By Elie Klein
After months on end of being socially distanced from one another, the coronavirus pandemic has derailed our longstanding tradition of togetherness, chipping away at the foundation of Jewish communal life.
While Purim was marred by the initial signs of infection, Passover and Sukkot were depressingly insular, marking the very first time that so many extended families and large groups of friends celebrated separately. Though great efforts were made to enhance High Holiday prayer services, even the most innovative formats only highlighted the lack of interpersonal connection, how much we truly long to sit side by side, and engage in dialogue, prayer and song.
As the pandemic erodes our Jewish communal structure, disability inclusion hangs in the balance. Though the numerous barriers to participation for our brothers and sisters with disabilities have been evident for months, especially during holidays, memories of Chanukahs past make our drastic step backwards clearer than ever.
True, we’ve harnessed technology to ensure that people of all abilities can log on to virtual community events. But deep down we know that nothing holds a candle to tangible opportunities for encountering disability, raising awareness and promoting acceptance.
If we are serious about securing our Jewish future and building truly inclusive communities, we must safeguard Chanukah at all costs. We cannot allow key opportunities for communal bonding to slip away during these less than ideal times. We must get creative to spread the light of inclusion.
In this vein, an inspired inclusion plan was set into motion at ADI (formerly ALEH Jerusalem and ALEH Negev-Nahalat Eran), a provider of residential and rehabilitative care for individuals with severe disabilities in Israel. For years, hundreds of people from across the country and around the globe have made plans to visit the ADI centers during the month of Kislev to shower the residents with gifts and attention, sing and dance to Chanukah songs, assist with the creation of seasonal crafts and participate in menorah–lighting ceremonies aided by adaptive technology. The residents were also taken on outings to enjoy nature hikes in the autumn air, partake in festive holiday gatherings and soak up the season’s inclusive vibe.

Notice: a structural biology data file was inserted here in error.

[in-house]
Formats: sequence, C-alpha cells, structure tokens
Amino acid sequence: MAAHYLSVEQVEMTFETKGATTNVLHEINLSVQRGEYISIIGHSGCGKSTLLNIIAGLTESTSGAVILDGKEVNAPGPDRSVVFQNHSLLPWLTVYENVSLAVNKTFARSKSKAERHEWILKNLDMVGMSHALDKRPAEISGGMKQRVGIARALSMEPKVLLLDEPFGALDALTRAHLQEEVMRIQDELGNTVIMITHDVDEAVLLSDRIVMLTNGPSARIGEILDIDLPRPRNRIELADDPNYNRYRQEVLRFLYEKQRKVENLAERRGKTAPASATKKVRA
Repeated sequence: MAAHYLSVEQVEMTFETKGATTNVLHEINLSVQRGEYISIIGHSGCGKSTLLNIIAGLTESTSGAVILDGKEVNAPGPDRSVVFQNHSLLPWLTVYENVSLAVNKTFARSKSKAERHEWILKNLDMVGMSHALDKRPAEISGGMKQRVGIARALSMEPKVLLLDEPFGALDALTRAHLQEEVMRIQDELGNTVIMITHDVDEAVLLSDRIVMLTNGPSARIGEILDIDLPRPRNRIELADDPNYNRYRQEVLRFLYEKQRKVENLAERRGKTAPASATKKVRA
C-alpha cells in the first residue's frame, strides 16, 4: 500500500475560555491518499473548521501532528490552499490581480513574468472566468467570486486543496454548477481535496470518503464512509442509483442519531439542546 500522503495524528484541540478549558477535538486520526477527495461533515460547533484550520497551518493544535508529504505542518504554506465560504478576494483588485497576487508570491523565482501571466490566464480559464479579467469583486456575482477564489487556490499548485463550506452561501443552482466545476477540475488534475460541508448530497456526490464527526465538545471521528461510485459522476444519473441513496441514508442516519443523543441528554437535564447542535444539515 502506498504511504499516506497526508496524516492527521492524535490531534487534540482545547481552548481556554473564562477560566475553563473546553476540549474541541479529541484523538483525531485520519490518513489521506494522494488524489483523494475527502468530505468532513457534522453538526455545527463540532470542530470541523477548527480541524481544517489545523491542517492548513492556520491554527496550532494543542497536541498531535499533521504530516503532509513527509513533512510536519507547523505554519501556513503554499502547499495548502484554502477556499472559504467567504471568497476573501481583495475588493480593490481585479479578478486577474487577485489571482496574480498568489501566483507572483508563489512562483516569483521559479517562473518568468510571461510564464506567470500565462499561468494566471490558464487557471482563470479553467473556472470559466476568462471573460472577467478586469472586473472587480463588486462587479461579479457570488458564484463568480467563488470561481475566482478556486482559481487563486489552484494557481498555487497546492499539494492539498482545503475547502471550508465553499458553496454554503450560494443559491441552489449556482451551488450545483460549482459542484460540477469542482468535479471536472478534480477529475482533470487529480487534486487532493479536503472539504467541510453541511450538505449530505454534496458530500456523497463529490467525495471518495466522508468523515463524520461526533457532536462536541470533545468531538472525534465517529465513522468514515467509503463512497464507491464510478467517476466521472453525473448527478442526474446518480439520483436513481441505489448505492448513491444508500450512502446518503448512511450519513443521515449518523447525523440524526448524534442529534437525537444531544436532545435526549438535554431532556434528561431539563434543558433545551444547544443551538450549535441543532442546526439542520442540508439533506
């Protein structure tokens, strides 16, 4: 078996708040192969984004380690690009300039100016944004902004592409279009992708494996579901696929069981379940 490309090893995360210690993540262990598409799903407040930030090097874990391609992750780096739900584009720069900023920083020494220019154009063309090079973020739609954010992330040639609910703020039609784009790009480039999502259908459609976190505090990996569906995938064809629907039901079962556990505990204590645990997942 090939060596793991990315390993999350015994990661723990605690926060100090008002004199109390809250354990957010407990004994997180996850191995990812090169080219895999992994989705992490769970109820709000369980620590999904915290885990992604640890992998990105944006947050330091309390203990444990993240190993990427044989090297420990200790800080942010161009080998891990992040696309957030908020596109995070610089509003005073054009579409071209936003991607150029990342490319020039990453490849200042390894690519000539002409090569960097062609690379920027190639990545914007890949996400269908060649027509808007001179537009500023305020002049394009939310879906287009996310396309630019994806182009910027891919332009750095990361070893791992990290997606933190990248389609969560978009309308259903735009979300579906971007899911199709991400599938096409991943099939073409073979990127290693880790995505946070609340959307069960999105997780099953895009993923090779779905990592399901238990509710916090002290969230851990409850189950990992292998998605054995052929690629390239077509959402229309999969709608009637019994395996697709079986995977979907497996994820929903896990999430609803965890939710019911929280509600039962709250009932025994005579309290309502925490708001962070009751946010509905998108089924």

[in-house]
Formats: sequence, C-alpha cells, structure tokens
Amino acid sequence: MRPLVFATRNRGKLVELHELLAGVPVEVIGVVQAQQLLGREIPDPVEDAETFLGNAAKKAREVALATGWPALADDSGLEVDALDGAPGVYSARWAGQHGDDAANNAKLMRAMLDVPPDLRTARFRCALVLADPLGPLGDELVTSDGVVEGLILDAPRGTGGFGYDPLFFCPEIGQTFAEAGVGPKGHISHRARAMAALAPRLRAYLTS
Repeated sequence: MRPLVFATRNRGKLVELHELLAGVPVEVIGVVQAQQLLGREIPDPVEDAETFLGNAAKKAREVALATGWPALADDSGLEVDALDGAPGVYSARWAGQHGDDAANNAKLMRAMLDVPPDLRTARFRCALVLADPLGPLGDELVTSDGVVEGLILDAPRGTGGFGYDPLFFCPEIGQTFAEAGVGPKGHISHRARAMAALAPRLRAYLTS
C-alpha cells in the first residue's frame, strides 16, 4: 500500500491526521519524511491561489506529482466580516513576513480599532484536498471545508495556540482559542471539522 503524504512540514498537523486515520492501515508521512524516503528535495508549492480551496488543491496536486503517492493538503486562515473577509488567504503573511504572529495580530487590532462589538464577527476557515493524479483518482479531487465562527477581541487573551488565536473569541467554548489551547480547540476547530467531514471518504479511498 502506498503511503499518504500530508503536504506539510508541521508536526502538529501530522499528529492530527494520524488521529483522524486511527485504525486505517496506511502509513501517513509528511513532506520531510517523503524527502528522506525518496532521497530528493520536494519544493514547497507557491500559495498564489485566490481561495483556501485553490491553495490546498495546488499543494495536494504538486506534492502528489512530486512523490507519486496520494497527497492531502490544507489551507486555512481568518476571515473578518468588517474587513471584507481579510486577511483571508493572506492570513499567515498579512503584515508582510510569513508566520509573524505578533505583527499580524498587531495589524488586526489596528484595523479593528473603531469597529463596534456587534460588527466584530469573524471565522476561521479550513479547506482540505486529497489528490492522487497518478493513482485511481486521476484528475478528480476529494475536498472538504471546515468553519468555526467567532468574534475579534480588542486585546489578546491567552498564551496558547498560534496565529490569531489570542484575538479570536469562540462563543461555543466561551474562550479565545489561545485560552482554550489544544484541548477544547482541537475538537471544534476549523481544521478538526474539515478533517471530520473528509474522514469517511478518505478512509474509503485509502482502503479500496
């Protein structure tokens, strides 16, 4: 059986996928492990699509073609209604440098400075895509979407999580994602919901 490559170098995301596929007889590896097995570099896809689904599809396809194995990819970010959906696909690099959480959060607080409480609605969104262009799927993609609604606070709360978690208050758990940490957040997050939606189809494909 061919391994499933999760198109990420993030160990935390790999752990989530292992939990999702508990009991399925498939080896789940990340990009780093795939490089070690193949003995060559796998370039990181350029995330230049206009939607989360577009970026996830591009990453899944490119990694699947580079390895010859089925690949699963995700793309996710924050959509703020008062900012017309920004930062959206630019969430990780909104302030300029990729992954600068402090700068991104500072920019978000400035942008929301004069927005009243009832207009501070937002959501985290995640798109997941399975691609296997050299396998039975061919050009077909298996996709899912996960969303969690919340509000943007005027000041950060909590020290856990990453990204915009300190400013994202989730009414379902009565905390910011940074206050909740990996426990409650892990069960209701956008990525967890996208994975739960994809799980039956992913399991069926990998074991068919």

But with travel banned and extreme sanitation protocols in effect at the ADI centers to shield the immunocompromised residents from infection, the throngs of visitors and extensive excursions have been replaced with an international disability awareness and inclusion campaign. When it became clear that the masses wouldn’t be able to visit ADI to partake in inclusive experiences, it only made sense to bring opportunities for disability education and inclusion to them.
Since the beginning of November, children at schools, community centers and synagogues across North America and the United Kingdom have been learning about the care, rehabilitation and advancement of children with severe disabilities, and creating “sensory Chanukah cards” to brighten the holiday for ADI residents. Made with great love and deep understanding, these special cards, which include 3D elements that are fun for the residents to look at and touch, will be delivered by the boxful ahead of the holiday to show residents how much they are loved, and serve as a bridge between Jewish communities and a symbol of just how easy and beautiful inclusion can be. This project is proof that heightened awareness and real change are achievable, even during a crisis.
Elie Klein is the director of development forADI (formerly ALEH Jerusalem and ALEH Negev-Nahalat Eran), a provider of residential and rehabilitative care for individuals with severe disabilities in Israel.